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The Walking Dead, vol. 12-13 by Robert Kirkman et al.

November 14, 2012

At this point in The Walking Dead, there are really two levels going on: the plot itself, and the evolution (or devolution) of Rick Grimes. The surface plot finds Rick, Carl, Michonne, Glenn, et al, plus Morgan, and a new group of folks, being invited into a community that is not quite thriving, but has definitely moved beyond struggling for survival. This is no Woodbury, with a malevolent leader and violent followers lurking; it is a group of people who take care of each other, and are physically fairly safe.  Rick and his group are constantly suspicious, with a heightened awareness that makes sense for people who have been through so much trauma.

Then there’s Rick himself; there is an arc to his character that the authors seem to have intended – Rick becoming harder and losing hope, coming to terms with the loss of his wife, and trying to survive. What seems unintentional is that Rick is kind of a dick. He always puts himself in charge, and while sometimes it makes sense, it starts to seem that he is unable to function in a position other than leader, regardless of other’s wishes. He has to call the shots, and he uses whatever excuse he can find to justify manipulation and even violence to get into a position of power.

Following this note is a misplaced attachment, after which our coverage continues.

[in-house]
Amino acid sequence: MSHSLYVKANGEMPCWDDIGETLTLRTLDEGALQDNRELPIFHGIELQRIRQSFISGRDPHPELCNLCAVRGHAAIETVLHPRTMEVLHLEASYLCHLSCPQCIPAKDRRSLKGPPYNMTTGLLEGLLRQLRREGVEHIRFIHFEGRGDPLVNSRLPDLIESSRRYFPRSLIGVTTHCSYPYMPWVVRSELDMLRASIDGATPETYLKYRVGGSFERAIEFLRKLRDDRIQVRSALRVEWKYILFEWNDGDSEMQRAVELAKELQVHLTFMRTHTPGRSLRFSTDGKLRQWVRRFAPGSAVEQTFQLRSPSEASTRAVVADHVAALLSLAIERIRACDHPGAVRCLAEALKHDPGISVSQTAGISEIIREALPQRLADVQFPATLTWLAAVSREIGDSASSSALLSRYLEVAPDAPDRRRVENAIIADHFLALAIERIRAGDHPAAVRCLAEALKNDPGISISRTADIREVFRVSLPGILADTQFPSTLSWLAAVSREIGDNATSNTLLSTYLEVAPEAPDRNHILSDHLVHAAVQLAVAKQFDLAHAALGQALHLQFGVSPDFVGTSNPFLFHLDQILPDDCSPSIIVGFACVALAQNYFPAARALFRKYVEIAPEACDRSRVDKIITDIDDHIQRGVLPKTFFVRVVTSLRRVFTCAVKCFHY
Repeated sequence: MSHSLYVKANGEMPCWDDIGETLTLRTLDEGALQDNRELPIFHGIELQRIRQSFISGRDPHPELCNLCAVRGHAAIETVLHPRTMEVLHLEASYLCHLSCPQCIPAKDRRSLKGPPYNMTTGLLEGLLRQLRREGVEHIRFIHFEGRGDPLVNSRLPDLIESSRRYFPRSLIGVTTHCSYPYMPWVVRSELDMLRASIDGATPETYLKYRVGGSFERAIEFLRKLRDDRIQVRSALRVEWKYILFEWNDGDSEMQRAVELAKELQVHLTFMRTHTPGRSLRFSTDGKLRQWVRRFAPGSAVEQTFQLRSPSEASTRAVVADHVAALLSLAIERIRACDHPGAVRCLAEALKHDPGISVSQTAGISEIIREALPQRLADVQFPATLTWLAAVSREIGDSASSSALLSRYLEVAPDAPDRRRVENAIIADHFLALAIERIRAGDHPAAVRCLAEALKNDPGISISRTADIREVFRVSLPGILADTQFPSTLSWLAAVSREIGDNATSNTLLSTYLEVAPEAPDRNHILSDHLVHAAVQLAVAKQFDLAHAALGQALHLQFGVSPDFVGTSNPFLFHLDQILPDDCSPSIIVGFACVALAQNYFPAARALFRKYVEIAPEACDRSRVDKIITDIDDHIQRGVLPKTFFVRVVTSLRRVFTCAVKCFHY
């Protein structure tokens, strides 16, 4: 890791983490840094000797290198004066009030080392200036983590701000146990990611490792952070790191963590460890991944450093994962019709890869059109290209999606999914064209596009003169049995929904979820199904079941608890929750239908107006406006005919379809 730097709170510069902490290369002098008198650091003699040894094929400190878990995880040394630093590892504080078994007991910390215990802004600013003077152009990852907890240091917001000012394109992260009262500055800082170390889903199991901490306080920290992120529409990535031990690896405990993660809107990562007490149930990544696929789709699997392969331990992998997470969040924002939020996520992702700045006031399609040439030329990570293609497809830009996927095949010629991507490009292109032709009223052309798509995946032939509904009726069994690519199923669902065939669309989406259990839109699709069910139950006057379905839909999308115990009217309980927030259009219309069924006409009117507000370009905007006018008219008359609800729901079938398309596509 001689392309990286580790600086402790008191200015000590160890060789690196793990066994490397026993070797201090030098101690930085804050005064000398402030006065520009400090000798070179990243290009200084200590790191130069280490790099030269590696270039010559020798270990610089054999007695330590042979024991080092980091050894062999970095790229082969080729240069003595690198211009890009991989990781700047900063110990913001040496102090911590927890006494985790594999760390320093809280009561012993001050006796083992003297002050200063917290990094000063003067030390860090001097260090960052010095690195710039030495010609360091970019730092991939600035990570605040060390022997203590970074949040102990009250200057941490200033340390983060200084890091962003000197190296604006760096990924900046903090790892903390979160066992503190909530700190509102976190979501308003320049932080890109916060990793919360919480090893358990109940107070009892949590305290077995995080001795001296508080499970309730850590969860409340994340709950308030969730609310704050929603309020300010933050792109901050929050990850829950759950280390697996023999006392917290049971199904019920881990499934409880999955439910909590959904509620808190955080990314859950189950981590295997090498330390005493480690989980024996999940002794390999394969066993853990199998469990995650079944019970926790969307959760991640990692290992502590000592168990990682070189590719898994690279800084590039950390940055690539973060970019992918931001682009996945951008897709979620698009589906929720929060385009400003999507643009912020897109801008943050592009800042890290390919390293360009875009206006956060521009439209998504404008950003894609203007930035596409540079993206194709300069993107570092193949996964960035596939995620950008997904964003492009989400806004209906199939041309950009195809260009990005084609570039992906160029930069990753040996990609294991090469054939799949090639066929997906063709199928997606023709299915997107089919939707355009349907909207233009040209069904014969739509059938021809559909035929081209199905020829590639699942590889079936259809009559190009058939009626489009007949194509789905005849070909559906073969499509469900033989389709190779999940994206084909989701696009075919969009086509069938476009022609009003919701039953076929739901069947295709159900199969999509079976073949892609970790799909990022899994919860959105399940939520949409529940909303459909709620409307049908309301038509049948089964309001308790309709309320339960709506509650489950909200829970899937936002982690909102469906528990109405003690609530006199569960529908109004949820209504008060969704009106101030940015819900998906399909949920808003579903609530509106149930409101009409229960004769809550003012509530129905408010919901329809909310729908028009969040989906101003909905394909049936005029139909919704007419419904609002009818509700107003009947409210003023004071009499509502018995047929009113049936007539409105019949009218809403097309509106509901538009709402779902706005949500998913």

The Walking Dead continues to be an interesting series, with rich characters and interesting new environments in what should be a fairly static world. Although it suffers from the serialized nature of the story – how many times can Rick and his band of survivors find a safe haven, only for it to collapse? How many times can Rick survive a close call? – which can make the plot somewhat monotonous, it continues to mine the characters for fresh insight.

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